Local bands boost college parties, create lasting memories

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One of the most amazing things about K-State and hundreds of universities across the country is the creation of sameness and unity in a community marked by difference and diversity. Our 23,000 students come from everywhere, represent every political ideology and disagree about almost everything. We’re brought together in common class purposes, to root fiercely for purple-clad teams enjoying mild success and, perhaps most importantly, under an umbrella college culture that makes many remember this as the best time of their lives.

Yes, we are finding out who we are spiritually, culturally and academically, but we are also having as much fun as possible in what is, for many of us, the first true independence of our lives. It is on these carnal and uninhibited Friday and Saturday nights that many of us discover the true heights of pleasure, hedonistic or otherwise. And even if we forget exactly what we did or who we were with decades later, we will likely never forget how the cavorting and carousing made us feel.

At this point, readers have likely been divided in two. There are those who know exactly what I am talking about, and those tinted green with jealousy. Because we’ve all seen the awkward underbelly of the weekend scene; we’ve all been to, or hosted, a bad party. While the problems are diverse, from low attendance to uninvited creepers, from not enough to drink to those who don’t know how much is too much, the solution may be simple: don’t try to be something you aren’t and don’t try to achieve some unrealistic ideal. Invite your friends and your friends friends and try to cater to the desires of the demographic.

One simple and highly effective solution to the social minefield is often overlooked: hire a local band. There are very few people who don’t enjoy live music and a band gives a party direction, activity and a ready conversation piece. It solves the what-to-do problem and the I-don’t-know-everyone-here problem.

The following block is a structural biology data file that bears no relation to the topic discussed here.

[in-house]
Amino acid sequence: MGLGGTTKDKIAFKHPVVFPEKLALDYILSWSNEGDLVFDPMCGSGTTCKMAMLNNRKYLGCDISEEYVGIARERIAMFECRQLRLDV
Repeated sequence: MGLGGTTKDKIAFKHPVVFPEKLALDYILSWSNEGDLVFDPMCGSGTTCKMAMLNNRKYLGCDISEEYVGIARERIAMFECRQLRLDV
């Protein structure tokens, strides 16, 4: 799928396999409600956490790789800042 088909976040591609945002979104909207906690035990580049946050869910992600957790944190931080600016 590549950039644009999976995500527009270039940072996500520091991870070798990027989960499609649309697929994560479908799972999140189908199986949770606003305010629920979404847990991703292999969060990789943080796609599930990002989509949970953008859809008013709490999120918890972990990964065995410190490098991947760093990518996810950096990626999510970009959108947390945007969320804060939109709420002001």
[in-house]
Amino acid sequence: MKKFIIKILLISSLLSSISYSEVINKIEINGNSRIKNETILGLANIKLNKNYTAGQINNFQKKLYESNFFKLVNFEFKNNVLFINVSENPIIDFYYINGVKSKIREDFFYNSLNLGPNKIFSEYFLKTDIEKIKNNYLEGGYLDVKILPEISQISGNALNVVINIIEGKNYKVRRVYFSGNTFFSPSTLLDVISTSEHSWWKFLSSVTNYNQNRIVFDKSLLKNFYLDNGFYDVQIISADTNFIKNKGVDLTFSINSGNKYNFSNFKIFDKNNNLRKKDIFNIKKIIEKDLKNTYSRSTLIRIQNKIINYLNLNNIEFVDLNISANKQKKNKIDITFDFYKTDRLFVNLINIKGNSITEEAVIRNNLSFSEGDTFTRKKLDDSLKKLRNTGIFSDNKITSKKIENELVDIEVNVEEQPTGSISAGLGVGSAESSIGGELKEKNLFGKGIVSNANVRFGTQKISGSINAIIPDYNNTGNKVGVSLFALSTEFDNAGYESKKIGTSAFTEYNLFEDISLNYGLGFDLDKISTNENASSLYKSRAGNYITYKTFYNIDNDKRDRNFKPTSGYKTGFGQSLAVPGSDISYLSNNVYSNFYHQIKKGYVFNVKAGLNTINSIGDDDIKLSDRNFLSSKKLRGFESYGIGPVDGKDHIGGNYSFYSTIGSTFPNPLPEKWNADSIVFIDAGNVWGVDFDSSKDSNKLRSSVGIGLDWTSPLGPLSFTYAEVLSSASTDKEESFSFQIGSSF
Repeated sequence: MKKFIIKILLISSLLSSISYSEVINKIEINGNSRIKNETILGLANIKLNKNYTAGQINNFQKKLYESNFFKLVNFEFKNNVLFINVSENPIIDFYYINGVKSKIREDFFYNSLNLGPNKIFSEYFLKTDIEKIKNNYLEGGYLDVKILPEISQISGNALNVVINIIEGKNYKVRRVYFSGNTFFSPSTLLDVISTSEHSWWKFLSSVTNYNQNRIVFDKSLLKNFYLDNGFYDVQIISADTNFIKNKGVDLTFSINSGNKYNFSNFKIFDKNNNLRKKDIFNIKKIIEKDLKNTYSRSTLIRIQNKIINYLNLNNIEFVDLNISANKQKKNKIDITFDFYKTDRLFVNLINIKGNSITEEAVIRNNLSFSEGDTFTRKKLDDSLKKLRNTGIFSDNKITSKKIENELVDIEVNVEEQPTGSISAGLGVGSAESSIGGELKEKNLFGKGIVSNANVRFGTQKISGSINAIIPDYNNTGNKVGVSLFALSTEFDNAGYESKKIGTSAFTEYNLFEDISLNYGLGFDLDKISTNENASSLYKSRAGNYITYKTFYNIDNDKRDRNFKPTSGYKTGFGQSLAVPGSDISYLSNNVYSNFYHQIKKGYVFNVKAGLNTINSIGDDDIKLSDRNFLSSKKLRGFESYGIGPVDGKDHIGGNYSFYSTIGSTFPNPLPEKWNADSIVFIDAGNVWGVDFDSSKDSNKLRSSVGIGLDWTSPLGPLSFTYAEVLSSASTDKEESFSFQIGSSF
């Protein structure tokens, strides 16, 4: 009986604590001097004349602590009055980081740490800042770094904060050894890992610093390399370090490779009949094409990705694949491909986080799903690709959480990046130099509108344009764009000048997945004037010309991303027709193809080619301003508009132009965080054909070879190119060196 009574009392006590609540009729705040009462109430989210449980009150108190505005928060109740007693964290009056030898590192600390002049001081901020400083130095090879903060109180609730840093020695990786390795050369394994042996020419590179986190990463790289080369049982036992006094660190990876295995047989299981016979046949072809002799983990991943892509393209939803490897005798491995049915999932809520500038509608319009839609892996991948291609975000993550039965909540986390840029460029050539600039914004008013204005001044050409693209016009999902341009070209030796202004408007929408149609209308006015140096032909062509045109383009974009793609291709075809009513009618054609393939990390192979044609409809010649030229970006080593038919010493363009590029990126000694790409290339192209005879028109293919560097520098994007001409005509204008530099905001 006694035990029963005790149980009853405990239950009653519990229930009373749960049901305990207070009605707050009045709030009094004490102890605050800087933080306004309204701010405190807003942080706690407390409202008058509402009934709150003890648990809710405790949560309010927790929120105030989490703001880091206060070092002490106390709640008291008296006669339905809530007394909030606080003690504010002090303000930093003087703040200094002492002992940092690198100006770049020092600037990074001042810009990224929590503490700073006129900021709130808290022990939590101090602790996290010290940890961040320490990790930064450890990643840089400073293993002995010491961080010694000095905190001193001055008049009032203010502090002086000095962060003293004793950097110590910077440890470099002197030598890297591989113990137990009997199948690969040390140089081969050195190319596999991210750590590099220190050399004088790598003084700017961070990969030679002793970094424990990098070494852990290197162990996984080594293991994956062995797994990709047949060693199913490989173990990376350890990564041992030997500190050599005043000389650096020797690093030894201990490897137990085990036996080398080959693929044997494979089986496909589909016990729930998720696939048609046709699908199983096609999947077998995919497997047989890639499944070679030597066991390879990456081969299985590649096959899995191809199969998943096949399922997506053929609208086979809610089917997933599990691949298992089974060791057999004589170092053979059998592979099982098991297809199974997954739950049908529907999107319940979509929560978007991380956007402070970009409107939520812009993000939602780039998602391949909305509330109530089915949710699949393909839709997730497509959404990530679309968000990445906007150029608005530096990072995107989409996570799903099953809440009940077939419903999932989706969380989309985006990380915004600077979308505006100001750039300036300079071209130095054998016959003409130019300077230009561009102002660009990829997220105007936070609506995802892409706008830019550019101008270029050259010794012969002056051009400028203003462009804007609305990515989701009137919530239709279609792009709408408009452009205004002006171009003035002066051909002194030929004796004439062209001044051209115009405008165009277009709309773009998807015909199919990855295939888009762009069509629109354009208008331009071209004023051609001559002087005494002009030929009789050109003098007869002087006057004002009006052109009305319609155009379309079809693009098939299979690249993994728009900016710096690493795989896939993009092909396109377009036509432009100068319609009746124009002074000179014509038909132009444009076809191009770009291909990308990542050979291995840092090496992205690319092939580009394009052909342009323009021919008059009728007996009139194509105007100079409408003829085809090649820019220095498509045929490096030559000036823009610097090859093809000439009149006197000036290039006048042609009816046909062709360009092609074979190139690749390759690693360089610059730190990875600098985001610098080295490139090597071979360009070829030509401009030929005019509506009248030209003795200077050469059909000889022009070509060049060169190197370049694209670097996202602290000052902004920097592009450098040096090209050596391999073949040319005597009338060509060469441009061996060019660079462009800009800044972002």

Local bands and DJs make for easy advertising and expanded attendance. They typically have their own equipment and can draw a small fan base that just wants to have a good time and enjoy the music. While some of these bands are hoping to make it to the big time, mostly they’re just playing music they think is good and worth playing. They put serious time and effort into creating music that’s influenced by a lot of the same things that create our local culture. Local bands don’t have image managers, they don’t use auto-tune and they aren’t in it for the money. What they do have is talent.

Now I’ll admit that my experience with local bands is limited to those I’ve personally encountered, but there’s no reason my friends-of-friends are more talented than yours. I know that what I’ve seen is only the tip of the iceberg, which is why I encourage you to consider seeking out and hiring a local band for your next party.

There’s nothing wrong with listening to Jay-Z rap about how awesome New York is, but there’s something even better about hearing local artist Dropjaw rhyme about life in suburbia. Lady Gaga boasts a beat you can dance to, but the Ruckus and The Low End drop a beat you can’t help but dance to. I’ve never had a better time at O’Malley’s than last August’s end-of-the-summer performance by the local reggae stars in Muzizi.

While word of mouth is sometimes the best way to find and hire local bands, the Internet and local media provide numerous avenues for finding the perfect band for your party. It’s as easy as going to watch their next show.

The thought that this might be the best time in our lives is both depressing and exhilarating. While I’m a serious advocate of working hard in school and making the most of college academically, I hope you aren’t neglecting your weekends. Not every aspect of college culture is infallible or advisable, but I challenge you to seek out your highest happiness. Enriching your next party with a local band or DJ that reflects your social location supports our community and may create the best memories of your college experience.

Beth Mendenhall is a senior in political science and philosophy. Please send comments to opinion@spub.ksu.edu.

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